After doing some research, a comparably built crate engine will cost you roughly the same amount of money. It is certainly more expensive than your garden variety 400 HP crate engine, but they will not have the same top-shelf components within. Our engine has the finest, highest quality components on the market and is built to handle anything that we can throw at it. A crate engine would have been an easier task, but I was looking forward to a winter-time project to sink my teeth into. And, I was able to spend some quality time with my wife and my son, teaching them how engines work and how to assemble them – a priceless experience for certain.
- GM Performance Parts 383 Stroker Block, 1-piece rear main seal, 4-bolt main – part # 88962516
- GM Performance Parts Serpentine Accessory Drive System w/out A/C – part # 12497697
- Lunati fully balanced rotating assembly
- Lunati “SledghammerSledgehammer” Forged steel stroker crank
- Lunati “Voodoo” cam, roller rockers, push rods, double-roller timing chain and lifter set
- Holley Stealth Ram multi-port fuel injection system – Part #: 91603211
- Holley aluminum 2.02 heads – Part #: 300-552-1
- Holley billet aluminum high-performance distributor
- Pro-Tru aluminum flat-top pistons
- High Performance engine bearings
- MSD Ignition 8.5 mm super-conductor plug wires
- Compression: 10.2:1 (acceptable for pump gas, recommend high-octane)
- Horsepower @ Crank: 433 HP
- Torque @ Crank: 476 lb/ft
- Horsepower @ Wheels: 311 HP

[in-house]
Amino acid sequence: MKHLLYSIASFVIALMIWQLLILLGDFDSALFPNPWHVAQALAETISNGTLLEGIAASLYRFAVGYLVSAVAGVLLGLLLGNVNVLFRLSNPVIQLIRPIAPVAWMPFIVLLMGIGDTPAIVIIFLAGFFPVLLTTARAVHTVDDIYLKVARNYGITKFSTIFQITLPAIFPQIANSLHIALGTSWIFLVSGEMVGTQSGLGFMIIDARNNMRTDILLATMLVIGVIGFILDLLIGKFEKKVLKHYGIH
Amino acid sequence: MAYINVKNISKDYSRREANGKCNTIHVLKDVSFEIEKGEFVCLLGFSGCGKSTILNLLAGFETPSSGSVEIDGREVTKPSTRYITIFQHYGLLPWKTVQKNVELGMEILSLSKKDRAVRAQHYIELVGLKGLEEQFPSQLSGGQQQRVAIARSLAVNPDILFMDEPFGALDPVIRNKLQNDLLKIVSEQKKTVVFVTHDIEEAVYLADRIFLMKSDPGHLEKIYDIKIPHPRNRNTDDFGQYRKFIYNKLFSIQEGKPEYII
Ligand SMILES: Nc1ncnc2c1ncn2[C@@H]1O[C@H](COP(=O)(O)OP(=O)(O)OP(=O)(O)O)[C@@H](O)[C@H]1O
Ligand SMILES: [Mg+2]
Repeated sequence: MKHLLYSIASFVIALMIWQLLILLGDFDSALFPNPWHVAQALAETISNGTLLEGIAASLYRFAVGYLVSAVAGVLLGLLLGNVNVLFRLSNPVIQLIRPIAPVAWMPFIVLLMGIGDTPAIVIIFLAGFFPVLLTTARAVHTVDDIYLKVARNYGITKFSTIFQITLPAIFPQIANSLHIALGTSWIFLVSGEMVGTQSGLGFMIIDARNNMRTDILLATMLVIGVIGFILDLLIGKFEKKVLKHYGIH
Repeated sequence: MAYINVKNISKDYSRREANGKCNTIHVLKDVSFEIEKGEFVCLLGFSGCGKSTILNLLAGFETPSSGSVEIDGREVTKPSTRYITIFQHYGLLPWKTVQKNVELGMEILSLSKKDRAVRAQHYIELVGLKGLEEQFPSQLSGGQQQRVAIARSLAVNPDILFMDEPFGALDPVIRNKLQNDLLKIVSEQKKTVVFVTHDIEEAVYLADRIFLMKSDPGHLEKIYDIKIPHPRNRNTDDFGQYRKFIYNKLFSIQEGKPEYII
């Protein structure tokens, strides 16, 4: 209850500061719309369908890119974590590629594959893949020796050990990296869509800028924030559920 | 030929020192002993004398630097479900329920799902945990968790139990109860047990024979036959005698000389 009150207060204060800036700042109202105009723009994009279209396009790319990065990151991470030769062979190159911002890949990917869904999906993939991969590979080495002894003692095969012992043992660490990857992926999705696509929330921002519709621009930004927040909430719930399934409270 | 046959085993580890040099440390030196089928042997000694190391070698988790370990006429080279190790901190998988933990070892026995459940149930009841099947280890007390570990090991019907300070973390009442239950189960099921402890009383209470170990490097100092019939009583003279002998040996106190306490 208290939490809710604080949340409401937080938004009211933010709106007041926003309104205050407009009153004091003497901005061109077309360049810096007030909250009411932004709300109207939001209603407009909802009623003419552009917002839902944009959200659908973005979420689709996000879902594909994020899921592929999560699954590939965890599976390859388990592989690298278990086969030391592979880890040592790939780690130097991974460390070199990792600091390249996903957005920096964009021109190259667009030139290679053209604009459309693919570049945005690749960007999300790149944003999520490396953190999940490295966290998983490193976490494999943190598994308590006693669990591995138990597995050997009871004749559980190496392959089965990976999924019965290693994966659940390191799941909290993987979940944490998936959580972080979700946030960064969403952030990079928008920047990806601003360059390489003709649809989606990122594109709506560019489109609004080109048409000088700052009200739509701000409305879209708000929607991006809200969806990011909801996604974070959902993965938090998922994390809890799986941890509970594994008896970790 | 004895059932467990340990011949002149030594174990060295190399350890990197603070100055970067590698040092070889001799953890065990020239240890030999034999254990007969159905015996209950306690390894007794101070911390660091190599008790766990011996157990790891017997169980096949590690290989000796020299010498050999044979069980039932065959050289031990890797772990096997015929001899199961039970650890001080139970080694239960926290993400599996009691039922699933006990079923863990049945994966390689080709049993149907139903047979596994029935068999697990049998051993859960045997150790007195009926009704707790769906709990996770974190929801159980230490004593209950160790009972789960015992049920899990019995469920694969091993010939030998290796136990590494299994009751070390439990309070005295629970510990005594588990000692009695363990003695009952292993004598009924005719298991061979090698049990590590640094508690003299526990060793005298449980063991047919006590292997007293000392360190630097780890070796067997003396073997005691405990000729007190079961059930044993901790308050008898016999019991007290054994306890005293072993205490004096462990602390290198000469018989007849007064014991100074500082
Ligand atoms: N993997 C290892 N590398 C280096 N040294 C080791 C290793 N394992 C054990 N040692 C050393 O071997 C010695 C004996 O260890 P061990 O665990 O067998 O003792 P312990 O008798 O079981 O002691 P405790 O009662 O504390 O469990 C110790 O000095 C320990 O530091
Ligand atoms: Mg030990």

- Torque @ Wheels: 336 lb/ft
As with any large project, I always try and adhere to a rule I call the “5 P’s”. Proper Planning Prevents Poor Performance – and this rule has served me well for most of my life. I’ve built my share of engines over the last 20 years, engines whose power ranged from a scant 185 horsepower to just over 500 horsepower, and knock on wood, I’ve never had a fatal mistake or a catastrophic failure. Sure, there have been more than a few fireballs belching from the carburetor from time to time due to crossed sparkplug wires.
On this build, I did make one mistake, and I was extremely lucky. I installed a Cloyes double-roller timing chain onto our GM Performance Parts 383 stroker block. All went well during the first firing and the engine ran smooth. Upon my first oil change, I noticed metal shavings in my oil – a lot more than is usually present after a motor breaks in – not good. The engine was destined for an unscheduled removal and teardown. After a few days of disassembly, the culprit revealed itself – The GMPP stroker block does not have the clearance for a double-roller timing gear, and it needs to be clearance-ground prior to installation. I tore down the entire engine and took it back to the machine shop for inspection – The crank, cam and all other components were perfectly fine. I paid the extra money for a new timing chain set and a thorough cleaning and honing though.
ATK Performance Engines
The engine building experts at ATK really came through for us in a big way. Over my career, I’ve met dozens (if not dozens of dozens) of engine builders, but the good folks at ATK are top-shelf. Their facilities are amazing, their staff super-knowledgeable and their work product is amazing. For us, the experts at ATK did some needed engine work for us, tuned the entire Holley computer system and ran our engine on the dyno. ATK also has a division that sells crate engines so be sure to give them a call.
The Horsepower House
The folks at the horsepower house really know their stuff. Their chassis dyno was used extensively not only to help us tune our Holley fuel injection system with “on-the-road” tweaks, but they also helped diagnose and dial in a few items for us too.
Whether you are in need of engine machine shop work, or having an expert build a 1,000+ horsepower engine, Steve Schmidt is the guy to know. Their state-of-the-art facilities offer everything from machining to flow-testing and dyno testing.